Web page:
I have always thought that the United States has two great original cultural contributions to the world. One is jazz. The other is comic books. Both are completely American originals. As I child I enjoyed comic books. But as I got older with many other factors in the way of my getting laid, I didn't need an additional help in that regard. So I gave them up. My interest in comic book characters is re-heightened every summer when the new superhero movie is released.
One person who never gave up his love for Superheros is Dane Nash. Mr. Nash has built one of the largest collections of Superman memorabilia known. A few months ago he opened a showcase for his large collection of Superman and Batman memorabilia in downtown Indianapolis. The American Super Heroes Museum
is located at 20 W. Louisiana Street. It is across from Union Station and the Pacers Academy.
I wanted to make it over there for the last few months but hadn't been able to fit it in. Today with some spare time I finally did. Mr. Nash was the only employee of the Museum and he greeted me with the enthusiasm of a child. Five bucks for admission certainly is not hard on the wallet.
The Museum's collection of Superman memorabilia is amazing. The museum has divided up the various glassware, board games, figurines and the like by decade. But the highlight of the Superman collection are the costumes. The museum has Superman costumes worn by many of the actors that have played the Man of Steel through the years including George Reeves, Christopher Reeve, and Dean Cain.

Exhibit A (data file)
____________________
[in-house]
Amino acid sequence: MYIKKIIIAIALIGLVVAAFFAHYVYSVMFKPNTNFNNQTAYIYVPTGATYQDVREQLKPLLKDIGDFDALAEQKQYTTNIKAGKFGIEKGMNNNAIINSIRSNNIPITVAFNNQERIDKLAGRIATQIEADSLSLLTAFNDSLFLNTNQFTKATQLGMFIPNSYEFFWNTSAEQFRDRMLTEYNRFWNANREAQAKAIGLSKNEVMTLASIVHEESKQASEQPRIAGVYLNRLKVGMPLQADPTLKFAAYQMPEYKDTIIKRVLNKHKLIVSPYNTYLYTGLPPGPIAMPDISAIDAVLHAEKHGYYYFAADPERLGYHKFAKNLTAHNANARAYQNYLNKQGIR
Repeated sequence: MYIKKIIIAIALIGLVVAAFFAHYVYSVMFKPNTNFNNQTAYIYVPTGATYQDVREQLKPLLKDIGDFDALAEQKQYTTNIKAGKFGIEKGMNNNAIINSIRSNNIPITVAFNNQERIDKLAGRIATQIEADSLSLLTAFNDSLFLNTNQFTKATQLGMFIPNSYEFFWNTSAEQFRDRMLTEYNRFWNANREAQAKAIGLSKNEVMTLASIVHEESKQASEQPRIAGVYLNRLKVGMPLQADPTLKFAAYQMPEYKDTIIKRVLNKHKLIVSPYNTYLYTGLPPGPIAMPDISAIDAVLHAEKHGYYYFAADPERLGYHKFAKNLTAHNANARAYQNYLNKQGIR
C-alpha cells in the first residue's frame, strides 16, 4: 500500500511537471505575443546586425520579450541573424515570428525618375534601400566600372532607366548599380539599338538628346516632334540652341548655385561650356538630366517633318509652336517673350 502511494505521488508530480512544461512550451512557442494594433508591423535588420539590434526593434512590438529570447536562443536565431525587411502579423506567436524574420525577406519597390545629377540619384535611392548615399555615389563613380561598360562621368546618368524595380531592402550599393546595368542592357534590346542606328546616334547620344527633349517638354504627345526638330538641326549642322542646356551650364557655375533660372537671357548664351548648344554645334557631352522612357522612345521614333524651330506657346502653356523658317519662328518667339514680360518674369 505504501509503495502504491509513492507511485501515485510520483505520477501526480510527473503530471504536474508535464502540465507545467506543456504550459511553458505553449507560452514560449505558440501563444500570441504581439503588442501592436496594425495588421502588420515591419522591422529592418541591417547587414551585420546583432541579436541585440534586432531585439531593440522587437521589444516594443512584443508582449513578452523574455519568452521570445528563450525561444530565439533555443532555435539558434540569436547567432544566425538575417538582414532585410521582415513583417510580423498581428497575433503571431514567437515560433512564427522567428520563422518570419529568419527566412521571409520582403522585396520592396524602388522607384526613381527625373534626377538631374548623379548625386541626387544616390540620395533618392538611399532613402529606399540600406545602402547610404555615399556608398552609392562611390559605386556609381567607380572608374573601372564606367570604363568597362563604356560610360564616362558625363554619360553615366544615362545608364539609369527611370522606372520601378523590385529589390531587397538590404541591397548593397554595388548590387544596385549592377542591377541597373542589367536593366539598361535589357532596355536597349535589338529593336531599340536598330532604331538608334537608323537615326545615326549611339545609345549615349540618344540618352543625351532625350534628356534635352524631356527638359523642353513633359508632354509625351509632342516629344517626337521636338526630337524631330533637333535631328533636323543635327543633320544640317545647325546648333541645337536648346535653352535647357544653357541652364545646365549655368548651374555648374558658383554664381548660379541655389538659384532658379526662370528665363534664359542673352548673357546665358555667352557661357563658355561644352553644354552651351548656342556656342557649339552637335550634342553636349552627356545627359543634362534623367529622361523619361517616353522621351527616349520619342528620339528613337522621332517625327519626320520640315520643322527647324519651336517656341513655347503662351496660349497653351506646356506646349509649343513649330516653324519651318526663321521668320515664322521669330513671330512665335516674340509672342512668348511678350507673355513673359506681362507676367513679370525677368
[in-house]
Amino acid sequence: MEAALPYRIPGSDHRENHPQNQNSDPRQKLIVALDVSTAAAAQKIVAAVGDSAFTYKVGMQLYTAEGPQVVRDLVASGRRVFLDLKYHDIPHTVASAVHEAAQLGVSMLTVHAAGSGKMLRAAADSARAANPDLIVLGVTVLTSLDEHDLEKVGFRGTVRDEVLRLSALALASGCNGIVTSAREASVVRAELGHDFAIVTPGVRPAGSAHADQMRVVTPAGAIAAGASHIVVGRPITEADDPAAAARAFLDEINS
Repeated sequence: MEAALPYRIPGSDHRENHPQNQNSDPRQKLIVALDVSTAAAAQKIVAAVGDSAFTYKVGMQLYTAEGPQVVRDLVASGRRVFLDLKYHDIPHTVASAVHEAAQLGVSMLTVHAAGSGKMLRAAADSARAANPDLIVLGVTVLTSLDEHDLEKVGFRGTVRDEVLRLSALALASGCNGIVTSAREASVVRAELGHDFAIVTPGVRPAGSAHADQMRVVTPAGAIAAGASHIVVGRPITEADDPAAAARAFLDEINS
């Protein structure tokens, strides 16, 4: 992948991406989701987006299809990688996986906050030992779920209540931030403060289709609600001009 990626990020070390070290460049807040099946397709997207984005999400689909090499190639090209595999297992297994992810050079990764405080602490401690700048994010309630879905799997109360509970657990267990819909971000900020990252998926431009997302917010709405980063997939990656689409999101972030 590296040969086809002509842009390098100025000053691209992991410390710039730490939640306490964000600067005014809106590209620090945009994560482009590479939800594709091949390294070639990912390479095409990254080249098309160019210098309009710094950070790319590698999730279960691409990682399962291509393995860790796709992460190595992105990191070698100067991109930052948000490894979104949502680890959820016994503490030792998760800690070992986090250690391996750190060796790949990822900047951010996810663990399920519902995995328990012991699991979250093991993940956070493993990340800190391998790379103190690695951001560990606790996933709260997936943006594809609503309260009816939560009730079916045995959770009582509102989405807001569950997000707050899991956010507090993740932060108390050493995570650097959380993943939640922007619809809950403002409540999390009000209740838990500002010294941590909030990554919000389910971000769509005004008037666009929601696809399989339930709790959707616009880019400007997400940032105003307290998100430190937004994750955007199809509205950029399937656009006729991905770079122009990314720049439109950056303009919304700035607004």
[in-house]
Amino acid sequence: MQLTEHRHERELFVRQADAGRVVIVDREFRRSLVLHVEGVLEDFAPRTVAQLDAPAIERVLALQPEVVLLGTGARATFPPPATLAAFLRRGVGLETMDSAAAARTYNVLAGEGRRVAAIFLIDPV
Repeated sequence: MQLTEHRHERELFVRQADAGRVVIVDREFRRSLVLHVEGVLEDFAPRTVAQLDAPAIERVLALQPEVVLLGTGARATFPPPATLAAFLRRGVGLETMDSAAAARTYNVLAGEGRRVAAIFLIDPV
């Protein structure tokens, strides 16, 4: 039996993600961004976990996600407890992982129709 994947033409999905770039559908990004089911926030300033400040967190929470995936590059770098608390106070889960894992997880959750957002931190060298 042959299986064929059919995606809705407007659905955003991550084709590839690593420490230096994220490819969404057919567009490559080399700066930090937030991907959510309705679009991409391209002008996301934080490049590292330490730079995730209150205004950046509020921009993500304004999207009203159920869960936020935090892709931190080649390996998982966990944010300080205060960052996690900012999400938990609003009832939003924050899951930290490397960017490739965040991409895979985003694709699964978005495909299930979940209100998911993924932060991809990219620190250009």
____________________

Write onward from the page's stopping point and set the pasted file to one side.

The Batman collection is admittedly small in comparison to the Superman collection. But it has two highlights of the museum: a replica of the Batmobile from the first Michael Keaton movie and a replica of the Batboat from the campy Batman movie of the 60's. I spoke to Mr. Nash about the replications. He said the studios were reluctant to sell him the originals so he simply had them built. Both look awesome.
Mr. Nash also told me that the museum only holds half of his collection. And admittedly it is fairly small. It took me thirty minutes to go through the whole collection. I gave myself another fifteen minutes to look through some of what I might have missed. But still the collections is worth seeing. And speaking to Mr. Nash about his collection and how he got his hands of the more intriguing pieces was worth the price of admission alone.
The hours of the Museum are great. It is open during the week 10PM to 9PM. It is open on Sunday 10Am to 6PM. Check it out sometime.